At least all these aliens there are about might teach us how to think

Those of us still hoping for the detection of a signal from intelligent life on other worlds will have perked up this week. Astronomers are investigating the news of a possible signal from Proxima Centauri, our nearest neighbour. If it’s a positive it may seem to some a little too close for comfort. Ian Sample covers it well for the Guardian, but most news organisations had good pieces this week.

The trouble with all of these “aliens” is that we’ve been here before. Back in the last century, news of the first pulsars was hailed as possible evidence of alien life. Then came the famous Wow signal. More recently there have been SHGbo2+14a and Tabby’s star, which fuelled excited speculation but have since been shown to be at best equivocal, or to have a natural(i.e. non-alien) explanation.

Jerry Ehman, discoverer of the Wow signal, perhaps said the wisest words of all when he warned against drawing vast conclusions from not-vast data. And this is a problem all of us humans have. We see something, get an idea into our heads, then defend it come Hell or High water. All new bits of data fit into our hypothesis. Everybody who puts up contrary data or arguments becomes a fool and traitor. From this root grow most of the troubles of the world.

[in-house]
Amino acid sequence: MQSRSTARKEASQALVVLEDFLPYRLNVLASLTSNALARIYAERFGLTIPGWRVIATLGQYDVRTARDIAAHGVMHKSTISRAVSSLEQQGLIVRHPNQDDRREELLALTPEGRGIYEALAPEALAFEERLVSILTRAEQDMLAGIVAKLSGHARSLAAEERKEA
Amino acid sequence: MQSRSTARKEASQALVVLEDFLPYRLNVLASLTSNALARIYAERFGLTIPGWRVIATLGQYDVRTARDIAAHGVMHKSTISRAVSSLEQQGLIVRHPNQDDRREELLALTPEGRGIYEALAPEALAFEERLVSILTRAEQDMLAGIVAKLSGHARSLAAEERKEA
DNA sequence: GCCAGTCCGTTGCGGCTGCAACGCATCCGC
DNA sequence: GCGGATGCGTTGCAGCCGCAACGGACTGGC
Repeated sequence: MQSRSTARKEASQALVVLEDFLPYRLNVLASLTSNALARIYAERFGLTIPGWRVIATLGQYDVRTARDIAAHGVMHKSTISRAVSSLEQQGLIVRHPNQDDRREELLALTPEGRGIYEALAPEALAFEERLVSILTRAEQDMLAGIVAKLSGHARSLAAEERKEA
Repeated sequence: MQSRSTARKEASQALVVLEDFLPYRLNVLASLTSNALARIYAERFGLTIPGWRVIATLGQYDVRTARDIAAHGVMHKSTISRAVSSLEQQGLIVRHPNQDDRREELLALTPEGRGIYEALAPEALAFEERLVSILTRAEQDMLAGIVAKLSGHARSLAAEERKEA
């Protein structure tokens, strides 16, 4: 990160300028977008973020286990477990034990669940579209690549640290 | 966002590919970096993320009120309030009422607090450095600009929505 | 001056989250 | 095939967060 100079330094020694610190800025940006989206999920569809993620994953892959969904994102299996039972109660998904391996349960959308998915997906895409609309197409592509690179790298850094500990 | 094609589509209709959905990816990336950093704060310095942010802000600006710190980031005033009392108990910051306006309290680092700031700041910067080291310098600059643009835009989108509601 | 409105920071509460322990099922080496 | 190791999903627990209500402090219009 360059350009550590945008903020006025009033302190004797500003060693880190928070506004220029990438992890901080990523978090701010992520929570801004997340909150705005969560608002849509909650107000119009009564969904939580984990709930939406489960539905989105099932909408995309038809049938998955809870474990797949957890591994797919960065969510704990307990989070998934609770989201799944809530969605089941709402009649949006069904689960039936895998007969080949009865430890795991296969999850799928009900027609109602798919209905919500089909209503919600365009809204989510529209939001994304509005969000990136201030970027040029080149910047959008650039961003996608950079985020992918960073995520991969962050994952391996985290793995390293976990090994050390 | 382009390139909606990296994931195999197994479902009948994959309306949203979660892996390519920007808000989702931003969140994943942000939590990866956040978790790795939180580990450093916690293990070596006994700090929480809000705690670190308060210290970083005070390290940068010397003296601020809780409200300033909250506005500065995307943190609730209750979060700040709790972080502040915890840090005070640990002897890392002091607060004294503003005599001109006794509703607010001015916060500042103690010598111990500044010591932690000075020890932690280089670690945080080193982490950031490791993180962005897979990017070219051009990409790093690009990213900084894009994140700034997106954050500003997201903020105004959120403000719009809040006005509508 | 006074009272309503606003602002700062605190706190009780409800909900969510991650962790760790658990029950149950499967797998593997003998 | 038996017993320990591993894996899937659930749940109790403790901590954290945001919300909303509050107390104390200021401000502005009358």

Fortunately there is an antidote. It’s very simple. It’s called the Null Hypothesis. Every time you come up with a theory, you have to consider the direct opposite. Example-suppose we think that the Moon is made of cheese. We first gather every piece of data that we can from astronomy, spectroscopy, what have you, to support that hypothesis. Then we construct the Null Hypothesis. In this case, that the moon is not made of cheese. We then gather all the evidence we can to support that argument, from the same data sources. It’s an amazing mental exercise, better than all those computer games. It’s actually how drugs trials work. Your hypothesis is your drug, and your null is the placebo.

Try it today. Think of your favourite political, religious or scientific belief. You have most of the evidence you need, or you wouldn’t believe it anyway. Think why you want it to be true. The Null Hypothesis is easy- this belief of yours is not true. Now gather all the evidence you can for that hypothesis. Why would anyone want this to be true? (Caution- not all people are fools and knaves)

We’d be interested to hear how you got on.

Scientists looking for aliens investigate radio beam ‘from nearby star’ | Space | The Guardian

#seti #proximacentauri #nullhypothesis #evidence #criticalthinking

Leave a Reply

Fill in your details below or click an icon to log in:

WordPress.com Logo

You are commenting using your WordPress.com account. Log Out /  Change )

Google photo

You are commenting using your Google account. Log Out /  Change )

Twitter picture

You are commenting using your Twitter account. Log Out /  Change )

Facebook photo

You are commenting using your Facebook account. Log Out /  Change )

Connecting to %s